By Leon Stafford, The Atlanta Journal-Constitution #atlanta-ga
School leaders in Clayton and DeKalb counties are hoping residents will get back on track picking up breakfasts and lunches paid for with their tax dollars.
On a normal school day, DeKalb serves about 30,000 breakfasts and 65,000 lunches per day, DeKalb’s executive director of school nutrition Connie Walker told the district school board on Monday. But lately, the district has struggled to come anywhere near that kind of participation.
It’s gone from almost 17,000 meals and snacks distributed daily in March to just over 15,000 daily in September, a schools spokeswoman said.
Adding to DeKalb’s woes were accusations during the summer that some families received food that was rotten or spoiled. The district said in August it was addressing the issue, including retraining for school nutrition services employees and making sure perishable items are bagged on the day of meal distribution.
The DeKalb and Clayton districts, like others in metro Atlanta, have seen pick up numbers slide at various points since March. They want to make it clear to residents that not taking the food is like leaving money on the table.
“Parents need to know that we get reimbursed when they participate in the school nutrition program,” Clayton County Schools Superintendent Morcease Beasley said last month when the issue first surfaced. “We don’t want citizens to lose funds for a resource their taxes have already paid for.”
School systems across metro Atlanta launched grab-and-go meal efforts in March after the coronavirus pandemic forced districts to shutter buildings to avoid spreading the disease. Families lined up in cars to pick up the meals, which were distributed outside school buildings.
As the needs grew, schools partnered with organizations such as the Atlanta Food Bank for distribution. Later they began offering the meals on bus routes when schools resumed virtually in August.
LaTasha Adams, an assistant professor of teacher education at Clayton State University, said it’s imperative that schools systems get this right because it’s already a struggle to educate hungry children under normal circumstances.
“The problem has been exacerbated by the pandemic because you have families who may have never needed food help, but now they have lost their job or have one that pays less money,” she said. “For kids to be successful, they need quality food.”
Marietta’s city school system also saw its meal pick up numbers fall in the summer from their highs in the spring, spokeswoman Jen Brock said. One problem the district encountered was that it could only provide meals for students of the school system, which discouraged some families from using the service if their children were not enrolled in the school system.
In addition, when school started, meal delivery times conflicted with virtual classes, further discouraging those in need from picking up meals. That issue has since been corrected, she said.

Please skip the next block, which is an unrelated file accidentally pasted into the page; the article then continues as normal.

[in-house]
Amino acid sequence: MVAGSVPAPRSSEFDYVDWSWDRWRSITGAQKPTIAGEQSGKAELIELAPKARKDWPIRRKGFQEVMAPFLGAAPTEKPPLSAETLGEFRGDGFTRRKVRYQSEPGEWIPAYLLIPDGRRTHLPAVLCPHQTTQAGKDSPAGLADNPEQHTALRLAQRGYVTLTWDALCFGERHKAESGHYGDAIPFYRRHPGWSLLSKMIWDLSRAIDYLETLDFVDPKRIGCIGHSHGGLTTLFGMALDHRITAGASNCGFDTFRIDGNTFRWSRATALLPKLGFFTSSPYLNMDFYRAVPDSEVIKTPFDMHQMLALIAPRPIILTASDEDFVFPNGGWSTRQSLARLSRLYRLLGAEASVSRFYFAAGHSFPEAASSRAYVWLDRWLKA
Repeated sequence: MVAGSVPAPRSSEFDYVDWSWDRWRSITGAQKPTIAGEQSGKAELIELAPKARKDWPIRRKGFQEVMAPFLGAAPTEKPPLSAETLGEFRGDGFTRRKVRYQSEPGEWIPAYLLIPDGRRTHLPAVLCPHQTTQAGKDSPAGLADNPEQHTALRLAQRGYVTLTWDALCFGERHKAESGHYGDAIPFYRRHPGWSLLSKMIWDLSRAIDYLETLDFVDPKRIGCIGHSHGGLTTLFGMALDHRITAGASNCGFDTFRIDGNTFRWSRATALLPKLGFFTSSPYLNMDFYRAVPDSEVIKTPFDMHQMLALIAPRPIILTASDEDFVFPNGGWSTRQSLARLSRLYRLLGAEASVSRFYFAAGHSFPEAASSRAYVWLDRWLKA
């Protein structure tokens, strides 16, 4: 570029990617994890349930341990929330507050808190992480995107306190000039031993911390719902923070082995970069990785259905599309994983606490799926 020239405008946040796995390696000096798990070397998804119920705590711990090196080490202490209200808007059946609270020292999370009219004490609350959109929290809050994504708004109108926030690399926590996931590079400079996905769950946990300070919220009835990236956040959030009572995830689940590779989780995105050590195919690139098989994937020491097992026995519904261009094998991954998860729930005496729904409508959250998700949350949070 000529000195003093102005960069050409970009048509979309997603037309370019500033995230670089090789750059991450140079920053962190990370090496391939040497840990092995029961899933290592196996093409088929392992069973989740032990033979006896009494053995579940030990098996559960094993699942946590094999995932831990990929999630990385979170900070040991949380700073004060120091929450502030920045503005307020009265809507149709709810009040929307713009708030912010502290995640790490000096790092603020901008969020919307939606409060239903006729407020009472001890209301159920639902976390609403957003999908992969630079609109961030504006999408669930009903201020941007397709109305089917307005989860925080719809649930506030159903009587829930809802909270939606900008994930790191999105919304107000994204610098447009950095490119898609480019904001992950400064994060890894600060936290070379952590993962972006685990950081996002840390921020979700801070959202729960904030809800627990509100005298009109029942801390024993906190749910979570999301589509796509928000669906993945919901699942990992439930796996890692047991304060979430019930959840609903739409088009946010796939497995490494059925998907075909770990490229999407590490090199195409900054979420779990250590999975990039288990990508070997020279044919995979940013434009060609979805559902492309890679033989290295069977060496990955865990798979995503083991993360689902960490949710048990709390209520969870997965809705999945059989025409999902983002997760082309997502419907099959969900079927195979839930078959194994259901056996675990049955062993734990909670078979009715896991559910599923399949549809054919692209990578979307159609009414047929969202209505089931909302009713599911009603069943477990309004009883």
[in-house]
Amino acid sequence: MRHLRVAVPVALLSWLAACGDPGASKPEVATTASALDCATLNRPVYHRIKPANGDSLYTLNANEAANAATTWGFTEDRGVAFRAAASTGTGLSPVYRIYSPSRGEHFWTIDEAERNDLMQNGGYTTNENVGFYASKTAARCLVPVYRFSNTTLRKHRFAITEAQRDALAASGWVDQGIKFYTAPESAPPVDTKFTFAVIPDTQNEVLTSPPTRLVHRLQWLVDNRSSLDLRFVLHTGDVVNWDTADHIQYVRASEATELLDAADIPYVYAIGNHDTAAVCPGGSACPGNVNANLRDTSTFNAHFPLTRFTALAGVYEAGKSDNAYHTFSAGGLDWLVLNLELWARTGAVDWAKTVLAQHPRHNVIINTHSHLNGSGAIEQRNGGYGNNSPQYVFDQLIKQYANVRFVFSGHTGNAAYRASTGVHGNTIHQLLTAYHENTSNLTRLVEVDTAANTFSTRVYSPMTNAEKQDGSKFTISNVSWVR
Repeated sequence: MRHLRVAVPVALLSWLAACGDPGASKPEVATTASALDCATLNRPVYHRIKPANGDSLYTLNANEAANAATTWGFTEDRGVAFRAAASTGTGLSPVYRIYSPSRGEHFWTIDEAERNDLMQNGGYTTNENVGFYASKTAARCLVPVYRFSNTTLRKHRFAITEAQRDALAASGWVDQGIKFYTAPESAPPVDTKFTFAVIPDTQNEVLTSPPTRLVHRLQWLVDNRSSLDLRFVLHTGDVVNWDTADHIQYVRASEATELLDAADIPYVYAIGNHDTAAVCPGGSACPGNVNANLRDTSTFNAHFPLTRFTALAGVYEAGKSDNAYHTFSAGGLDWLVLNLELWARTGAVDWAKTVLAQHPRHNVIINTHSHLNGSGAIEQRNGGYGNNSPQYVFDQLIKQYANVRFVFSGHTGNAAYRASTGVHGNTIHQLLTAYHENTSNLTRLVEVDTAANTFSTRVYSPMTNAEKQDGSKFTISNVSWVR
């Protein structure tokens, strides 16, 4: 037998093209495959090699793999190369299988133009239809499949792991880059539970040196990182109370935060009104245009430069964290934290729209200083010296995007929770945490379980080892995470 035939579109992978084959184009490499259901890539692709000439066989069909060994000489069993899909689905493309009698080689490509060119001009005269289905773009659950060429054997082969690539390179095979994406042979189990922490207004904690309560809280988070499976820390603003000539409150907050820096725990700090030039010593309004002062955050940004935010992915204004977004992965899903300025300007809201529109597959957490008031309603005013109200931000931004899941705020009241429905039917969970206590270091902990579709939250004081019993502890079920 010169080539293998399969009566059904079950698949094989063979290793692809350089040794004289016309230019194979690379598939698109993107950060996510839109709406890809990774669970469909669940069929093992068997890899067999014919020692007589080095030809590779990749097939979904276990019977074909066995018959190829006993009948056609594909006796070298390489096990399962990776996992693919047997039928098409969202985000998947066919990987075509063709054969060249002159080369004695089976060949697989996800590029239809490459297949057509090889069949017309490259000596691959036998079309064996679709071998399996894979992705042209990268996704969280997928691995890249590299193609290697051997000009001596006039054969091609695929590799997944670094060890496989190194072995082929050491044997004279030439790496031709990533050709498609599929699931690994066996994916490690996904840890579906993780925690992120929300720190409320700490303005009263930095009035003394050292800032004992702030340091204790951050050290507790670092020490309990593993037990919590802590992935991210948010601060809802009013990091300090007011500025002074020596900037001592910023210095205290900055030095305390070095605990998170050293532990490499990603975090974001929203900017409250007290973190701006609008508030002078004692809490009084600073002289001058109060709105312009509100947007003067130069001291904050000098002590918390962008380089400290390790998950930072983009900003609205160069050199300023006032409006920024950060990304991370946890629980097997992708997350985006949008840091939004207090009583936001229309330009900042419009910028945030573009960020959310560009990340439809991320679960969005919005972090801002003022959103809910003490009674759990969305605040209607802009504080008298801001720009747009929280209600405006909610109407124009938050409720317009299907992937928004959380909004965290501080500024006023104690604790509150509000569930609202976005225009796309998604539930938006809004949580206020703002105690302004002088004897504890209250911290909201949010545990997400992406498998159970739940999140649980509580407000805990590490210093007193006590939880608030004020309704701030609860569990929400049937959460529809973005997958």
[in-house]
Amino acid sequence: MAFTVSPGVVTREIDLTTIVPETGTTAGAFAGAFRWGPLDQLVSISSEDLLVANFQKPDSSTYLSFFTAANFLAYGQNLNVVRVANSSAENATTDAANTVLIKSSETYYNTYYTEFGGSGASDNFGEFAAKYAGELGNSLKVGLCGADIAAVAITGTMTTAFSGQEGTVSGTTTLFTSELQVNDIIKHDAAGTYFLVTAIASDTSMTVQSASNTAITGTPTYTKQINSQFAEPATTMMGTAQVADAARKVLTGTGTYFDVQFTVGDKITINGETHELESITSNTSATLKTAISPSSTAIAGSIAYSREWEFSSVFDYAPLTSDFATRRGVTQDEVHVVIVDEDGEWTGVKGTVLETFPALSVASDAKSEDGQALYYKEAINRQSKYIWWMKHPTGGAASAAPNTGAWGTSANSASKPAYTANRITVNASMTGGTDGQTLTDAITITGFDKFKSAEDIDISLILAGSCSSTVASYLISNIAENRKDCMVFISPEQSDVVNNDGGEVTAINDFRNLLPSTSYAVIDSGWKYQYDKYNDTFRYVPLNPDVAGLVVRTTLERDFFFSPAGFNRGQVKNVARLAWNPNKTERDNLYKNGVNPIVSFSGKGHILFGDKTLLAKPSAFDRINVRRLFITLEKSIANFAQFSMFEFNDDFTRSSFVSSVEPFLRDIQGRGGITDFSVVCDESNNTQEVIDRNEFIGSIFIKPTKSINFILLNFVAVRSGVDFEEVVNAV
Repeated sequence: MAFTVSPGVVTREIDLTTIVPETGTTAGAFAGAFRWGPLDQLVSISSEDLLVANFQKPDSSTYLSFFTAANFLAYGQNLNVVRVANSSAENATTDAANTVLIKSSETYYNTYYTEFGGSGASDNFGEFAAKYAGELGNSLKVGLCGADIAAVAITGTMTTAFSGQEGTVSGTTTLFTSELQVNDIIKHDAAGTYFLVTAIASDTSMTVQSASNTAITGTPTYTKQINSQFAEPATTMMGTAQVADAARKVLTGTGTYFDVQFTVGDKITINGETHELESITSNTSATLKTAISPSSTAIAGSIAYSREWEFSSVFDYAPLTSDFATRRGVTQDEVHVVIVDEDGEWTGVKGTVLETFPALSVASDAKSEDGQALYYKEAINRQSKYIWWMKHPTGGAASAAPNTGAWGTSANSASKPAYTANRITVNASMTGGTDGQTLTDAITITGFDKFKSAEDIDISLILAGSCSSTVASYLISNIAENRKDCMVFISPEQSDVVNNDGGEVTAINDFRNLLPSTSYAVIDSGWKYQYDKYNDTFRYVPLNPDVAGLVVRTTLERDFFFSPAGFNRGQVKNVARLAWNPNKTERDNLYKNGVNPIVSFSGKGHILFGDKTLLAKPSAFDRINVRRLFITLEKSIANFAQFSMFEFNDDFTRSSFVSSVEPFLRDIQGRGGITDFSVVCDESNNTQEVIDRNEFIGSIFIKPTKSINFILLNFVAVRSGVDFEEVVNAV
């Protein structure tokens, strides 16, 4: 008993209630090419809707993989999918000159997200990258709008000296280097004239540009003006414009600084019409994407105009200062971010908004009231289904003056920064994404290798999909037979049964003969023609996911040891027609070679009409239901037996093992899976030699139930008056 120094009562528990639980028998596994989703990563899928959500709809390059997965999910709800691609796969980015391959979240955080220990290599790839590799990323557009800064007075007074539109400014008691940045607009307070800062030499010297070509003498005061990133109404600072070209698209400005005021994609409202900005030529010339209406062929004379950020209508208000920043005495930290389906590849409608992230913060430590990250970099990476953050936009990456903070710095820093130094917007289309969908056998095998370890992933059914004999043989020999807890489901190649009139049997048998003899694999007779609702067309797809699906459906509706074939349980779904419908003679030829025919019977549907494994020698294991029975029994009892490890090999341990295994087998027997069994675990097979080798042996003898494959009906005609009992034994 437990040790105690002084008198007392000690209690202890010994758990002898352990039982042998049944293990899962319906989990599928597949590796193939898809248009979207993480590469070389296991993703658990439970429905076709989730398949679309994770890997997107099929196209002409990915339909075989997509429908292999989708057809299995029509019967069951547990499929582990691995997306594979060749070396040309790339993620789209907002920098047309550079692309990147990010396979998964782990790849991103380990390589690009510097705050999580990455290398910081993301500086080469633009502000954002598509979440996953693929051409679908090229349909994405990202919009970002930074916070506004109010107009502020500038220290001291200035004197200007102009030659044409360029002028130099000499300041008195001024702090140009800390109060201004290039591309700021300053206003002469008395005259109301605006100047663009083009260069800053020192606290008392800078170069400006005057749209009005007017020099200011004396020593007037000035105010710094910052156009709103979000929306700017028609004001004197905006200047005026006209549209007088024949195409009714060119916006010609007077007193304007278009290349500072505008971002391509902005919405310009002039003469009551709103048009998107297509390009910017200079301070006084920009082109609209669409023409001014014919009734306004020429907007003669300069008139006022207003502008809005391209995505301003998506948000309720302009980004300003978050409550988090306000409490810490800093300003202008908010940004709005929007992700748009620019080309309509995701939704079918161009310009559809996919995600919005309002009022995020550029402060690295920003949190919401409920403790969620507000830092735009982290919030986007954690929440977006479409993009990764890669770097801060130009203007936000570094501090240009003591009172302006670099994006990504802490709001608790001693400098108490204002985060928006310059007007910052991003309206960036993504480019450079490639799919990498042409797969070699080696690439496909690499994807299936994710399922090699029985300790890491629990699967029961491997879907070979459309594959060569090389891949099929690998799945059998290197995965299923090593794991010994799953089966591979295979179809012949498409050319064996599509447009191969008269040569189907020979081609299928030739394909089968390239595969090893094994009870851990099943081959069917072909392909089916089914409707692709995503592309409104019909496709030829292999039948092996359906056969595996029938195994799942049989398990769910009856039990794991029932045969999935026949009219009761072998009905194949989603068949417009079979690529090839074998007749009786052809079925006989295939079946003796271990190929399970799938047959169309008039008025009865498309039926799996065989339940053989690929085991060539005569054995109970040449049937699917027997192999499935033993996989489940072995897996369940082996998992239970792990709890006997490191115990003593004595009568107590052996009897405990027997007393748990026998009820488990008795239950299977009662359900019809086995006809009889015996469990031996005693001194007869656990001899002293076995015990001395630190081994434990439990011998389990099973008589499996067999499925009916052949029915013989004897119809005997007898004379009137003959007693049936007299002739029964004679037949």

“We have communicated with families through email, texts, and social media posts, and we continue to work with our school principals to ensure that all MCS families understand how our programs work and that we are here to feed all of their children, Brock said.
Not everyone has seen their numbers fall.
Fulton County Schools served an estimated 130,000 meals in March and saw that number increase to 245,000 total meals in April, the school system said. The district has served an estimated 232,222 meals since the first day of virtual classes on Aug. 14.
“For many families, schools are the one place their children can get a nutritious meal,” Alyssia Wright, executive director of the Fulton County School Nutrition Program, said in an email. Our FoodStop Meal Distribution Sites allow communities to continue feeding children while school is remote.”
Gwinnett County Schools leaders have also seen their numbers tick up from the spring, although they admit its partially because the district has more distribution sites, going from 68 in the spring to 132 today.
“Yesterday, we had 16,986 meal pick-ups,” Gwinnett Schools spokeswoman Sloan Roach said. “Right after spring break in April, we were serving about 6,900 meal pick-ups a day.”
Things have improved for Clayton Schools, too. The district distributed about 59,300 meals in March, which grew to about 158,300 in May. But by July that had number had fallen to 93,400.
At the end of August, after Beasley called on residents to avoid letting their tax dollars go to waste, more than 412,000 meals were distributed. That number has grown to more than 634,000 after the district added a snack to the mix.
“The numbers that we normally have when we are in school face-to-face daily, we have been approaching those numbers,” Beasley said. “And that’s because you see the value and you appreciate the work of our school nutrition department.”